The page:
All businesses are affected by the overtime regulations; however, because the overtime regulations fall under the FLSA, only businesses with gross annual sales of $500,000 or that are engaged in interstate commerce must comply with the new overtime rule.
The Final Rule sets the HCE total annual compensation level equal to the 90th percentile of earnings of full-time salaried workers nationally ($134,004 annually).
To be exempt as an HCE, an employee must also receive at least the new standard salary amount of $913 per week on a salary or fee basis and pass a minimal duties test. The HCE annual compensation level set in this Final Rule brings this threshold more in line with the level established in 2004 and will avoid the unintended exemption of large numbers of employees in high-wage areas who are clearly not performing EAP (executive, administrative, and professional) duties.
Up to 10 percent of total compensation meeting the salary threshold amount can be in the form of bonuses or commissions. Prior to the new rule, employers were not permitted to count these forms of compensation toward meeting the minimum salary threshold for overtime.
Employers will now be able to use non-discretionary bonuses and incentive payments such as including commissions to satisfy up to 10 percent of the standard salary level. However, for employers to credit non-discretionary bonuses and incentive payments toward a portion of the standard salary level test, payments must be paid on at least a quarterly basis. It is the employer's discretion when the quarter will begin (i.e. not necessarily a calendar quarter).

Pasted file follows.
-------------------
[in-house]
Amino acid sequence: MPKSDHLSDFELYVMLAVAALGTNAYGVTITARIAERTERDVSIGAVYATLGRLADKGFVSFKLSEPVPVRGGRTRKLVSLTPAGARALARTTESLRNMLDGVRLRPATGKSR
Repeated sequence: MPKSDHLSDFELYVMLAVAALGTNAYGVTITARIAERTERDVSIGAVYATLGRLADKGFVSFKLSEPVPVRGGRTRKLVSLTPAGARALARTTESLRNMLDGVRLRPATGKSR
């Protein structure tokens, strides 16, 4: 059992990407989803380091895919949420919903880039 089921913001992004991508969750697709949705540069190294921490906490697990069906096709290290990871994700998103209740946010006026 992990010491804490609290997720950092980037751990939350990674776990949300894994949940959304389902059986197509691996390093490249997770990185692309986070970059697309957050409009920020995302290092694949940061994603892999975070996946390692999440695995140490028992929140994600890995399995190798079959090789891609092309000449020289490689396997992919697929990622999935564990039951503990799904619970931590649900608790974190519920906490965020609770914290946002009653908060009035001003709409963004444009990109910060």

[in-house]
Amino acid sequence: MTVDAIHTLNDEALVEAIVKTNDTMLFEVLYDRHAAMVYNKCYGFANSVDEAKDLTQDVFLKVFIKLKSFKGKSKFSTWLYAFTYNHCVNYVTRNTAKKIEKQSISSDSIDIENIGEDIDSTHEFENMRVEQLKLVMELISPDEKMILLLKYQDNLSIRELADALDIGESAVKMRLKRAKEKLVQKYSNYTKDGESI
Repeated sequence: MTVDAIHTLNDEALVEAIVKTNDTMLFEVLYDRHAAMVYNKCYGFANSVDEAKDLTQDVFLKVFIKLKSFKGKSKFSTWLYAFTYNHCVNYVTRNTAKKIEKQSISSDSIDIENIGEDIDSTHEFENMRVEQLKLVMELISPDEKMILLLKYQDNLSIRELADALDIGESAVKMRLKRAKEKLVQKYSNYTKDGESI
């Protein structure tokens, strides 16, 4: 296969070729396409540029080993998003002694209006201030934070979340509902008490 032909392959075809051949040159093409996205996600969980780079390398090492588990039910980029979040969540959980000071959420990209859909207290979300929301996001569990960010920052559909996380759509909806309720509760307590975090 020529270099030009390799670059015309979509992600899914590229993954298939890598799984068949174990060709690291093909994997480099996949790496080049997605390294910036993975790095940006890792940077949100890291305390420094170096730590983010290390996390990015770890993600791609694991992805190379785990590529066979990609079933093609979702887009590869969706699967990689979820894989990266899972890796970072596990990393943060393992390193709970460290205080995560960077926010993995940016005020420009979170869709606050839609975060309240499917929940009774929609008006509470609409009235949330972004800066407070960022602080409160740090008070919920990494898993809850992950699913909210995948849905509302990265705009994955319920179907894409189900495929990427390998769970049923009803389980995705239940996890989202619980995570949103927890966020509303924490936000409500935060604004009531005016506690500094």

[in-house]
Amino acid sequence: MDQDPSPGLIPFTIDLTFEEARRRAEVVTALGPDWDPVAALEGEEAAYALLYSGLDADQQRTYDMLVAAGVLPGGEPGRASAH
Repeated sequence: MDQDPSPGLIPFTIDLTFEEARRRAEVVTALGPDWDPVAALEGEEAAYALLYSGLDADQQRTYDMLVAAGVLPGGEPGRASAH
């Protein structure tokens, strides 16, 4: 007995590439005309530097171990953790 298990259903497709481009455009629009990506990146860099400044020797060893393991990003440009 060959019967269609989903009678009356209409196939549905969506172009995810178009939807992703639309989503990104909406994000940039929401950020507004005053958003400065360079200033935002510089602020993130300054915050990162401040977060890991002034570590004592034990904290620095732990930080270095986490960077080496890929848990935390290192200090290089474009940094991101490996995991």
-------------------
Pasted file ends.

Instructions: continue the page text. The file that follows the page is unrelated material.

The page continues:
Example: You pay an employee $821.70 per week and s/he also receives a bonus of $1,186.90 every quarter. The base pay plus the bonus ($91.30 x 13 weeks in a quarter) is equivalent to paying your employee a salary of $913 per week.
The Final Rule also allows an employer to make a "catch-up" payment. Catch-up payments are made when an employee doesn't meet their sales quota in a given quarter (and doesn't earn their expected quarterly commission) but exceeds a sales quota during the next quarter. In this case, an employer is able to make a catch-up payment and avoid paying overtime compensation.
Example: Let's say your employee typically earns a commission of at least $1,500 every 13 weeks (quarter). You pay the employee a weekly salary of $821.70 (90 percent) and anticipate applying the 10 percent bonus commission ($91.30) toward the total salary requirement of $913 per week. However, the employee doesn't meet his sales quota and only earns a commission of $1,000 or $76.92 per week, which is $14.38 less than required to meet the $913 per week requirement. In this example, employers are allowed to make a catch-up payment in the next quarter of $186.94 ($14.38 x 13 weeks) to maintain the employee's exempt from overtime status.
Nondiscretionary bonuses. A form of compensation promised to employees, for example, to induce them to work more efficiently or to remain with the company.
Discretionary bonuses. The decision to award the bonus and the payment amount is at the employer's sole discretion. For example, a previously unannounced holiday bonus qualifies as a discretionary bonus, because the bonus is entirely at the discretion of the employer, and therefore could not satisfy any portion of the standard salary threshold level of $913 per week.
Note: For businesses that pay employees large bonuses the amount attributable toward the standard salary level is capped at 10 percent of the required salary amount.
Non-discretionary bonuses and commissions continue to count toward the total annual compensation requirement for highly compensated employees ($134,004) as long as the HCE receives at least the full standard salary amount each pay period ($913).